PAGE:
Whiskey bar

From Whiskey Sour to Manhattan: The Fascinating Origins of These 5 Popular Whiskey Cocktails

Ella Fitzgerald sang “We’ll Have Manhattan” and she probably didn’t mean the cocktail party, but how great would it be to have “a Manhattan” right now? Now, the true story behind the creation of this classic cocktail has been widely debated. The popular version claims that it was concocted by a certain Dr. Iain Marshall, invited to a party thrown by none other than Lady Randolph Churchill, Winston’s good mother, in honor of presidential candidate Samuel J. Tilden. It is said to have taken place in none other than New York’s exclusive Manhattan Club in the 1880s, earning the drink its famous nomenclature. But there is a catch. Turns out Mama Churchill was pregnant and in England at the time, and certainly not partying in New York. The most likely story comes from William F. Mulhall, a bartender who had worked at Hoffman House for over 30 years, who in the 1880s wrote, “The Manhattan cocktail was invented by a man named Black, who kept a place ten doors down. Houston Street on Broadway in the 1860s.

5. Irish Coffee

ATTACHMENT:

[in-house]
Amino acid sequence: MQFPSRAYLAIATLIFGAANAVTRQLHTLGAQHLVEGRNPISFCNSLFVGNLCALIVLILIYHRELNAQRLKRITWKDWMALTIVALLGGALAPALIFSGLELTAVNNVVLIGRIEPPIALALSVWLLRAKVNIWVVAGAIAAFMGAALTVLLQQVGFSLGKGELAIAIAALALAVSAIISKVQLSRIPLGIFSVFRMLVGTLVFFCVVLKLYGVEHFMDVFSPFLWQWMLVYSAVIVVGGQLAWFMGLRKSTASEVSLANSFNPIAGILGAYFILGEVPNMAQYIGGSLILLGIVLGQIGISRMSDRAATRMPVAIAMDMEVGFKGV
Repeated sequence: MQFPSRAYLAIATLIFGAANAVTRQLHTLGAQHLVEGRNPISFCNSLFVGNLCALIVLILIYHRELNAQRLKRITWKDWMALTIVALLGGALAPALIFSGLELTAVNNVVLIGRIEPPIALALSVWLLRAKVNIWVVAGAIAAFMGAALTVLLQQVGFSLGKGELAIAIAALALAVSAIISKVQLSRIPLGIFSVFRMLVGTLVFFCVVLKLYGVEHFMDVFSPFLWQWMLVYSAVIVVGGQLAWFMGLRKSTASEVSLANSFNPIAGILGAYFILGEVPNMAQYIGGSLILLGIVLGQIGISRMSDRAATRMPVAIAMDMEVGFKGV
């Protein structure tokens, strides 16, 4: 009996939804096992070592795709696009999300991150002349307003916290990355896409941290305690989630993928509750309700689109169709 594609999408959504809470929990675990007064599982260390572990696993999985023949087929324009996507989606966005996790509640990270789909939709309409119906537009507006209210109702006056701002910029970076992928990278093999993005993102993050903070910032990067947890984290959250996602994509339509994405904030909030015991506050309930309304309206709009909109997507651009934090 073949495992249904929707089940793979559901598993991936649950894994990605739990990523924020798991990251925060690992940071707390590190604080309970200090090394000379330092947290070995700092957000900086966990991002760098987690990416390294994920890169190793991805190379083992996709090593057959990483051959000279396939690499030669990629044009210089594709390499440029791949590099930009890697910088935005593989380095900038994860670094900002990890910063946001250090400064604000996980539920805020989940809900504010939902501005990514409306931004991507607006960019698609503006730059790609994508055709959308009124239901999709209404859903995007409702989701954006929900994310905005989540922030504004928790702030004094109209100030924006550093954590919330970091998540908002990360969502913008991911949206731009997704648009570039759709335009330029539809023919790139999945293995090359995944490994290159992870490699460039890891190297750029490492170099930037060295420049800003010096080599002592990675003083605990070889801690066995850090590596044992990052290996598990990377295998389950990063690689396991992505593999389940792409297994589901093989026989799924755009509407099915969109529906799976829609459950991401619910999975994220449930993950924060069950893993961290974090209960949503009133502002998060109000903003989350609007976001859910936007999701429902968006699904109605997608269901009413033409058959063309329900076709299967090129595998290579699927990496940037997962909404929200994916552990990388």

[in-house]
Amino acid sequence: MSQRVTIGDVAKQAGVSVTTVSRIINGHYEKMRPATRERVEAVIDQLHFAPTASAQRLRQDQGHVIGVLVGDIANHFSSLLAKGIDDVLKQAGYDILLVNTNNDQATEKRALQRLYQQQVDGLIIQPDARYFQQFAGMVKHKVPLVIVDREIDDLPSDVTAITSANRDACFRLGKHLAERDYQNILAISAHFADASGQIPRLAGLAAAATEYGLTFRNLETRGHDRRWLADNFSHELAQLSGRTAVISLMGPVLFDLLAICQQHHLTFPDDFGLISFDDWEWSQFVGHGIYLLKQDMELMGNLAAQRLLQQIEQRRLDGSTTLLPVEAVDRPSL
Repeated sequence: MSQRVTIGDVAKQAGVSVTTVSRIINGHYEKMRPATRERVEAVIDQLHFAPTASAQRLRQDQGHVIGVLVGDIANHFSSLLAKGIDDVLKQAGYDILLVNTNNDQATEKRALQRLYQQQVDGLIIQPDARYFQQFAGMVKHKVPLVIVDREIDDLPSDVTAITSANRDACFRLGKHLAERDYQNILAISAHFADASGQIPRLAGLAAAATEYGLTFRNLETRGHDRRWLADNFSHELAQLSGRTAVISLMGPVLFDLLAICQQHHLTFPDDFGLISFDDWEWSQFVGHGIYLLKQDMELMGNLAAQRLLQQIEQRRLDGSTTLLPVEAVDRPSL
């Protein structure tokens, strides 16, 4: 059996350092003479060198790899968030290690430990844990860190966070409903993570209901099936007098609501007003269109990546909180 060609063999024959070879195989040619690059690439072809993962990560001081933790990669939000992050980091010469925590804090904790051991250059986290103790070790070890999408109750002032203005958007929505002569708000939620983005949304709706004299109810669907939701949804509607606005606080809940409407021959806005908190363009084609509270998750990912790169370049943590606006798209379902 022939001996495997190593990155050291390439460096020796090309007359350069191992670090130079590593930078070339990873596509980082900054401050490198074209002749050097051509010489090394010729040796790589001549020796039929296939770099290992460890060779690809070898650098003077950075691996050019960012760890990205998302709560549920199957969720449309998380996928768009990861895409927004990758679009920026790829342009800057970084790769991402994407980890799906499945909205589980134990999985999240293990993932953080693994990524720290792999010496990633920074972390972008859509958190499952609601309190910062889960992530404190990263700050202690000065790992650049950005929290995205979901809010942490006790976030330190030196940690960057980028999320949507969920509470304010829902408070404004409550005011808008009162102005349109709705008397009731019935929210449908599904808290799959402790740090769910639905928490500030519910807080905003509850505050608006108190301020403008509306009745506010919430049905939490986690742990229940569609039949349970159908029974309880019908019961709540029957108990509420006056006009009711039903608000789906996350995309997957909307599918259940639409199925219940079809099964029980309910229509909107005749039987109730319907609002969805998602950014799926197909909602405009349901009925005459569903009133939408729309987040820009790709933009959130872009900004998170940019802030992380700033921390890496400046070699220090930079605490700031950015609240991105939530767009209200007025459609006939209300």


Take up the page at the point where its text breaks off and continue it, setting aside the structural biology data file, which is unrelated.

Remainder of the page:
Now here comes our kind of cup o’ joe. During the 1940s, Foynes in Ireland had become one of Europe’s largest airports and an air base for transatlantic flights which often carried Hollywood stars and political figures. A new restaurant to cater to the upscale tastes of these exclusive guests was soon opened and a young chef named Joe Sheridan was put in charge. The weather was often terrible in the West and many times flights had to turn around and return to base. Compassionate to the plight of cold and weary travellers, Sheridan decided to concoct a concoction that was both tasty and would warm them up. Apparently an American took the first sip and asked if it was a Brazilian coffee, to which the young Sheridan proudly proclaimed that it was in fact an Irish coffee. Its worldwide success can be attributed to Stanton Delaplane, a travel writer who, upon returning to America, urged his friend Jack Koeppler, the owner of Buena Vista, to replicate it. With little success, the duo then reached out to Sheridan and the rest, as they say, was history.